Jupiter’s Legacy Volume 1 brings us (another) multi-generational superhero series with (another) deconstruction of the genre. Sadly it fails to excel at either
Despite effects, sets, and a cast doing their best, Netflix’s Jupiter’s Legacy fails to concentrate on anything in particular, resulting in eight episodes of slow-moving character introductions and simplistic moralising. We’ll explain.
What’s Jupiter’s Legacy about?
There is a collection of superheroes known as The Union, led by Utopian. They get the bad guys and lock them away, doing good and leading by example. But they’re not getting any younger and youth today isn’t what it used to be (it never is) and they want to be heroes in a modern way (whatever that means). Children come into inevitable conflict with their parents, meanwhile the super-powered bad guys have their own agendas, and it doesn’t involve respecting the Code of the Union. Cue lots of costumer capers, flying, CGI and special powers.
What doesn’t work?
We may be spoiled by the vast range of great content available, but Jupiter’s Legacy fails to raise its head very far above the crowd, at least in this first volume. We’ve seen better treatments of the key ideas recently; Young vs old in Invincible and superheroes in a realistic world in The Boys.
The series tries to ground an ageing group of long-lived superheroes in a world that no longer shares their values, if it ever did. After ninety years, Utopian (Sheldon Sampson played by Josh Duhamel) starts the series a one-dimensional (and painfully slow) god-fearing, do right (i.e. what I say) leader of the Union. He’s only interesting to watch as the series moves forward at the same time moving backward to show the quest he undertook in 1929, dragging a random-seeming group of people to a mysterious island. Here they get their superpowers (for no clear reason, and reminiscent of The Champions on steroids) and the world also (eventually) gets super-powered villains and super-powered offspring.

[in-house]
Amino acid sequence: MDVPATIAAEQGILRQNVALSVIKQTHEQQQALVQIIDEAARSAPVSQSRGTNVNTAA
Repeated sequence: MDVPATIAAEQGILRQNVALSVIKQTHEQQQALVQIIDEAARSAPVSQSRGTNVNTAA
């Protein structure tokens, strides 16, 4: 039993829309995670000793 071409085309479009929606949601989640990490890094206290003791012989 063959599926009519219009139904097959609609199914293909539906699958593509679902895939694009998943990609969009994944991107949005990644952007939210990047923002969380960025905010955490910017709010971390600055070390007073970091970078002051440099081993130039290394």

So many questions…
The current day is all drugs, music, sex and slaughter, while the past has more realistic people on a quest. What happened in between? We get hints, but why does Sheldon’s wife Grace (Lesley Bibb) aka Lady Liberty take ninety years to begin to question her husband’s frankly dictatorial position? How did that world become this world? Why should we care about any of the characters? Are we interested in why Sheldon fell out with best-friend George (Matt Lanter?)
The show sometimes wants to focus on Brandon Sampson (the son played by Andrew Horton) but prefers watching the car-crash (literally) life of drug-using, rebellious daughter Chloe (Elena Kampouris, who is excellent). There’s some sort of mystery in the modern world but it fails to land until near the end of this run. By which point we suspect many may have given up.
There’s more promised and the original comic books are widely praised, so let’s hope Volume Two finds its feet.